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The Wisconsin Assembly sent a $3 billion incentive package for Taiwan-based Foxconn to Gov. Scott Walker this week, signing off on a deal to lure the electronics giant to the state with the biggest subsidy to a foreign company in US history.

The electronics-maker could receive up to $2.85 billion in cash from state taxpayers under the deal, which would make it the largest incentive package for a foreign company in USA history.

They also cited a study by the Legislature's nonpartisan fiscal bureau projecting state government will take 25 years to make back its investment on Foxconn. Two GOP Assemblymen voted against the plan. If Fitzgerald could get one of those senators to change his mind and support the Assembly package, he'd have enough G-O-P votes to pass the budget in its current form. The budget was due July 1 but Republicans spent the summer quarreling among themselves over how to pay for roads before finally arriving at a plan to delay projects, borrow $400 million more and increase registration fees for hybrid and electric vehicles by $100.

The vetoes promised by Governor Scott Walker include moving up a complete repeal of the state's prevailing wage law from next fall to when the budget is signed, making changes to a provision that restricts when school districts can hold referenda votes, and removing language that would have expanded the authority of the controversial Public Financing Authority.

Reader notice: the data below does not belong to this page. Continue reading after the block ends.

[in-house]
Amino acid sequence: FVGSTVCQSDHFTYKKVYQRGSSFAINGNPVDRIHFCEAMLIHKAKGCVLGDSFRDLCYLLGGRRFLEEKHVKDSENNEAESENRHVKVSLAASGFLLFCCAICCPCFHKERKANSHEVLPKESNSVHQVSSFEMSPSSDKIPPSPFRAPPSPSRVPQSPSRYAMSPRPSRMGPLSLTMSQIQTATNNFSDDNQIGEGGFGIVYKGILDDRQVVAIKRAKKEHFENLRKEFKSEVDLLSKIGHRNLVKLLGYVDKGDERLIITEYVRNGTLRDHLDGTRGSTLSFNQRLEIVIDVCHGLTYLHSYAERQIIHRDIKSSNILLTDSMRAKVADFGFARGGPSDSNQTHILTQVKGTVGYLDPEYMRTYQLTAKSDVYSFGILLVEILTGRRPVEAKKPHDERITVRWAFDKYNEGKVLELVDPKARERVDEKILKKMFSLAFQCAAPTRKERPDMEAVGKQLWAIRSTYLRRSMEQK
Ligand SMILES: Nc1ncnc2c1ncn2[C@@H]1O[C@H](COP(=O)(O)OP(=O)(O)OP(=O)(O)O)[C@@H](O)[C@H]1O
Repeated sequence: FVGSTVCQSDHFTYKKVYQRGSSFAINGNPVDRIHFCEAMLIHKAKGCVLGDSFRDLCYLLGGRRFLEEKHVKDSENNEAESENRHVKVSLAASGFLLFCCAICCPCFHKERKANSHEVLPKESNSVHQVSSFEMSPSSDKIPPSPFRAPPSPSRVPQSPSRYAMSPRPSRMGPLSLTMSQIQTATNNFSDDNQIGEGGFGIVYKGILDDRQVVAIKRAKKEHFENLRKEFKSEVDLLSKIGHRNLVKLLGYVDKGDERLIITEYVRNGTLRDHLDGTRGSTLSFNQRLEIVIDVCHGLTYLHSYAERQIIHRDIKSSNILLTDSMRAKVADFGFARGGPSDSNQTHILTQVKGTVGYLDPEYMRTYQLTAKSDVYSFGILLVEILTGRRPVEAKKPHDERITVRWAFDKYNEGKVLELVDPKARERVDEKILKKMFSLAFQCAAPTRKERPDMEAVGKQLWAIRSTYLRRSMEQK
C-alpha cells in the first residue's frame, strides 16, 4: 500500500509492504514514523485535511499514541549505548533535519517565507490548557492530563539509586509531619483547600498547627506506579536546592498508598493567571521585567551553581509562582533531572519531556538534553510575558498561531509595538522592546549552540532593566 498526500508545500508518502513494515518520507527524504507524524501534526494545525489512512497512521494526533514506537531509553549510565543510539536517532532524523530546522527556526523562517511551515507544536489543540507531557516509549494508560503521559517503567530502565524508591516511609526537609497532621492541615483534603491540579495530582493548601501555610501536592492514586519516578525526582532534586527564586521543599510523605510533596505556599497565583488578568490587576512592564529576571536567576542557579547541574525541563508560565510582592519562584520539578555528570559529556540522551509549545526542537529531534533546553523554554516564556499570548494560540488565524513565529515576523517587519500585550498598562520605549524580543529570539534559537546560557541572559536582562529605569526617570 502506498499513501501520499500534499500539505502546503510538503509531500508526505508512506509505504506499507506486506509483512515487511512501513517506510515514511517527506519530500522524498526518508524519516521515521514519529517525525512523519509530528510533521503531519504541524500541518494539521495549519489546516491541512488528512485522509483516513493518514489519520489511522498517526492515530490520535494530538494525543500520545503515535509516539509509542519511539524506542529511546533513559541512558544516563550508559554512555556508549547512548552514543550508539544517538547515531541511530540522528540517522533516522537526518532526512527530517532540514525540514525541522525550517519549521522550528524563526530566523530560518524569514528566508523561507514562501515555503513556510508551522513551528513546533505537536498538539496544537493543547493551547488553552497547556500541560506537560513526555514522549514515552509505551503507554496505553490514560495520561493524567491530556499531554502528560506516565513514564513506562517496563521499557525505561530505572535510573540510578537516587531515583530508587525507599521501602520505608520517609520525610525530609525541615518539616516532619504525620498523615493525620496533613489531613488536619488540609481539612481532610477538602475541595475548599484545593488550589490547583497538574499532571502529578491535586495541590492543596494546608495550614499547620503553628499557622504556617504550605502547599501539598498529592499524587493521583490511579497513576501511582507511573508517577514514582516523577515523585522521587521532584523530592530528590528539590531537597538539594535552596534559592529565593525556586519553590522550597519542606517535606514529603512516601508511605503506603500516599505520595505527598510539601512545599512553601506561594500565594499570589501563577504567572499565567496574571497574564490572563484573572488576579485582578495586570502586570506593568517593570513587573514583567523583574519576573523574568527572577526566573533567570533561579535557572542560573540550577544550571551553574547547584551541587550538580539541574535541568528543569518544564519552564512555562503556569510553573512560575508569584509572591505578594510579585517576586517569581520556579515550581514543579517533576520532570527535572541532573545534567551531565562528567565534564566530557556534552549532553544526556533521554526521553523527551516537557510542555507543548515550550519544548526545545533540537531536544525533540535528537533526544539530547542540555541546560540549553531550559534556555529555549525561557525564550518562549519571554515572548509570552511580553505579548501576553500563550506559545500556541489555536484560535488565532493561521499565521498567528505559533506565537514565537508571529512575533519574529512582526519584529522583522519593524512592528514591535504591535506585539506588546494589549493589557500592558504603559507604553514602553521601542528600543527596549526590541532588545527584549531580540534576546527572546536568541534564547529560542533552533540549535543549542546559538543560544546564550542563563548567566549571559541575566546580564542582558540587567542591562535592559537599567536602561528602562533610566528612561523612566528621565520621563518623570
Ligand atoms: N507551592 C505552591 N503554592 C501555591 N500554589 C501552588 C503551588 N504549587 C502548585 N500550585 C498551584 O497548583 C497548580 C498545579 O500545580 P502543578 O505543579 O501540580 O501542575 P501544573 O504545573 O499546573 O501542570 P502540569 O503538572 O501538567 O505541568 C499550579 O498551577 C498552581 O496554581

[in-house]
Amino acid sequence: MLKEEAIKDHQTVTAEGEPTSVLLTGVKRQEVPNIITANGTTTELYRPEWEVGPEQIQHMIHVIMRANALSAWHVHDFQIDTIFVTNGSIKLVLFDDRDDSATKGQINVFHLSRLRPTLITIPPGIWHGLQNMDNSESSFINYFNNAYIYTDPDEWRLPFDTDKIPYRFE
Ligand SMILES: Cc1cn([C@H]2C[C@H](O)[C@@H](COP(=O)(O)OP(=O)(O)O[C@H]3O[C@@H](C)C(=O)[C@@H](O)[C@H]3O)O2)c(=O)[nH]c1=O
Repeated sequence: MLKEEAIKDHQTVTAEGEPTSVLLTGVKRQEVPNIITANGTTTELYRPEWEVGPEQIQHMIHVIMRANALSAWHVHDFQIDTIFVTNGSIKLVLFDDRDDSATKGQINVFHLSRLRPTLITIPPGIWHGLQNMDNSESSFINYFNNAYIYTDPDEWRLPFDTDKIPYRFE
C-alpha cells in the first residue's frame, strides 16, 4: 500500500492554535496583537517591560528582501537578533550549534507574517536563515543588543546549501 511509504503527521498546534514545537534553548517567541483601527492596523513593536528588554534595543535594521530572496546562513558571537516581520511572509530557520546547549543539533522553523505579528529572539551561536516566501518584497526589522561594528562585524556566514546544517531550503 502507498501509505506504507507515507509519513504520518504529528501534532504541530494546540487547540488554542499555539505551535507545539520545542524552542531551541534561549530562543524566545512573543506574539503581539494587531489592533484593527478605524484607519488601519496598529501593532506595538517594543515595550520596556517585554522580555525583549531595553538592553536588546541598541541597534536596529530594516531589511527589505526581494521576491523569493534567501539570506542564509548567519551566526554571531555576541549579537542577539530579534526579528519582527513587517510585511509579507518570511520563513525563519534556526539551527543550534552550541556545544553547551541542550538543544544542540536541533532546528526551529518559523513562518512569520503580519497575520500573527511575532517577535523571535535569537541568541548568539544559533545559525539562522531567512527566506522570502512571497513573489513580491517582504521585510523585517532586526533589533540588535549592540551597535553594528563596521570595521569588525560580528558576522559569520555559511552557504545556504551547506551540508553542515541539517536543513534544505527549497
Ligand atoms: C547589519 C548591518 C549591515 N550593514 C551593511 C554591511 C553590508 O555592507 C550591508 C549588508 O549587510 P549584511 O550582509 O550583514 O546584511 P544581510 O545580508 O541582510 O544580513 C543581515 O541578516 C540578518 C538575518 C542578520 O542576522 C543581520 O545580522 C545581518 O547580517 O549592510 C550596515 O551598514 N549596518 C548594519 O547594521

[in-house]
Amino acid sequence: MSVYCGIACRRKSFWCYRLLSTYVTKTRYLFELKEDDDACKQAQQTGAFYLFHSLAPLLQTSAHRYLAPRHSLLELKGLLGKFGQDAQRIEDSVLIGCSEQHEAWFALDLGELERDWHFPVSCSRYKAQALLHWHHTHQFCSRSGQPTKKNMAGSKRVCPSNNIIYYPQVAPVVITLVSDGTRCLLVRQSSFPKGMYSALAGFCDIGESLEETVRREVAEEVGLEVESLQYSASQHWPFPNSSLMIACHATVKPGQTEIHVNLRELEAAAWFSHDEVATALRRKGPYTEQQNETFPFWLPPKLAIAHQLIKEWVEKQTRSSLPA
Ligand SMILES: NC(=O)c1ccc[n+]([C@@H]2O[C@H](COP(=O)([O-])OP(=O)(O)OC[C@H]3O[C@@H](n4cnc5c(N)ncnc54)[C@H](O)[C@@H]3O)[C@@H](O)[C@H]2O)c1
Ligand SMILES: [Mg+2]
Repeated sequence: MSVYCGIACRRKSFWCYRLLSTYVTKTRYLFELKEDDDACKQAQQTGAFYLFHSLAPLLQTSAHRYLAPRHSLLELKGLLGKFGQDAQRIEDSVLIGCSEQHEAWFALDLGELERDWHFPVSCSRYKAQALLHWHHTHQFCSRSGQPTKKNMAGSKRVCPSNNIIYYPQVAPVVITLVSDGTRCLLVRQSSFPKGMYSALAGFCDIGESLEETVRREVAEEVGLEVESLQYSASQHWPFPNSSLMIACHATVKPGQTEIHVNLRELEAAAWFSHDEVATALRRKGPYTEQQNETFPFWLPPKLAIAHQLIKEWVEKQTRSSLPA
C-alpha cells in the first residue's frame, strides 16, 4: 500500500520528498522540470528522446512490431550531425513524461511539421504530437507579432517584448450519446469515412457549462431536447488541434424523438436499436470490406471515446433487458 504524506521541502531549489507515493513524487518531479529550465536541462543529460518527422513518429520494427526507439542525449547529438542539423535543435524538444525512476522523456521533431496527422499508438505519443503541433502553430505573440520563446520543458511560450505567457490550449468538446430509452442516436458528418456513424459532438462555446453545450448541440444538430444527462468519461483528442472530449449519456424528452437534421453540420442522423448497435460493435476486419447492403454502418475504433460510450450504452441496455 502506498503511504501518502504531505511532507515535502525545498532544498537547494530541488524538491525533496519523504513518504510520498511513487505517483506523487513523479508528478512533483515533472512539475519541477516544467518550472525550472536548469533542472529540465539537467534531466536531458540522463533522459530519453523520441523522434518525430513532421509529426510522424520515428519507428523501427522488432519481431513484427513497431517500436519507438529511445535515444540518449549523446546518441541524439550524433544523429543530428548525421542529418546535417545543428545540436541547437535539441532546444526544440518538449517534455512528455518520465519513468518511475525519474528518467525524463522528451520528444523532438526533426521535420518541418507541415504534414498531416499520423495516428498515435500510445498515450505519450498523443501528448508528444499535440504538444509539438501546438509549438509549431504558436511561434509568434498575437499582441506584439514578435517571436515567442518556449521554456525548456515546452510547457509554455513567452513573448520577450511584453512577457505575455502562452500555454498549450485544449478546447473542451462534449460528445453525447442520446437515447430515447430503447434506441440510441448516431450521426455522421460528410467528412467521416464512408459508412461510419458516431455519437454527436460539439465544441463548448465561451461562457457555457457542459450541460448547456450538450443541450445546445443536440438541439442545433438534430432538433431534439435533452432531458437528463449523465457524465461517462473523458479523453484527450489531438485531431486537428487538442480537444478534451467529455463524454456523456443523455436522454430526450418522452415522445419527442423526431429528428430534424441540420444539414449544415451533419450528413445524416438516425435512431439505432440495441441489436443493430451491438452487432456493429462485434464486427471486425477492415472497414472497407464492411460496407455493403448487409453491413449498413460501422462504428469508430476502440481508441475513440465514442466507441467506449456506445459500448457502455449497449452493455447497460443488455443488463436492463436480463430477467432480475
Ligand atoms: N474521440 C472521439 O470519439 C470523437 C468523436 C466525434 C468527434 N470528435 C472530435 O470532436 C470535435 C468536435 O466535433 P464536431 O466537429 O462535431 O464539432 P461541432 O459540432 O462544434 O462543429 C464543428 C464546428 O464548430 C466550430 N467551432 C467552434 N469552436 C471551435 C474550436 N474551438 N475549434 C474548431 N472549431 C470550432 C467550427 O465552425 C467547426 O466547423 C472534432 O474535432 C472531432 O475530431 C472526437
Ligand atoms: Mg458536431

All Assembly Republicans and four Democrats voted for the bill.

Assembly Democrats, speaking before the session, said the budget shows Republicans' priorities by "rigging" the state's economy to favor the wealthy.

Vos threatened Thursday that his chamber would not consider the budget again if the Senate made changes to it.

The Assembly passed the bill Thursday on a 64-31 vote, sending it to Gov. Scott Walker.

Walker said Wednesday that the budget would fulfill his goal of increasing funding for K-12 schools without increasing property taxes.

Democrats spoke out Wednesday before the Assembly was to vote on the $76 billion spending plan. They are Democratic Minority Leader Peter Barca, Cory Mason, of Racine, and Tod Ohnstad, of Kenosha.

Foxconn also pledged to make extensive use of the supply chain in the state to make Wisconsin "a center of worldwide high-tech manufacturing". Republican Assembly Majority Leader Jim Steineke blasted the Senate holdouts on Twitter saying, "Let me be as clear as I can". Walker also said he would support finding more savings at the Department of Transportation to win votes for the budget.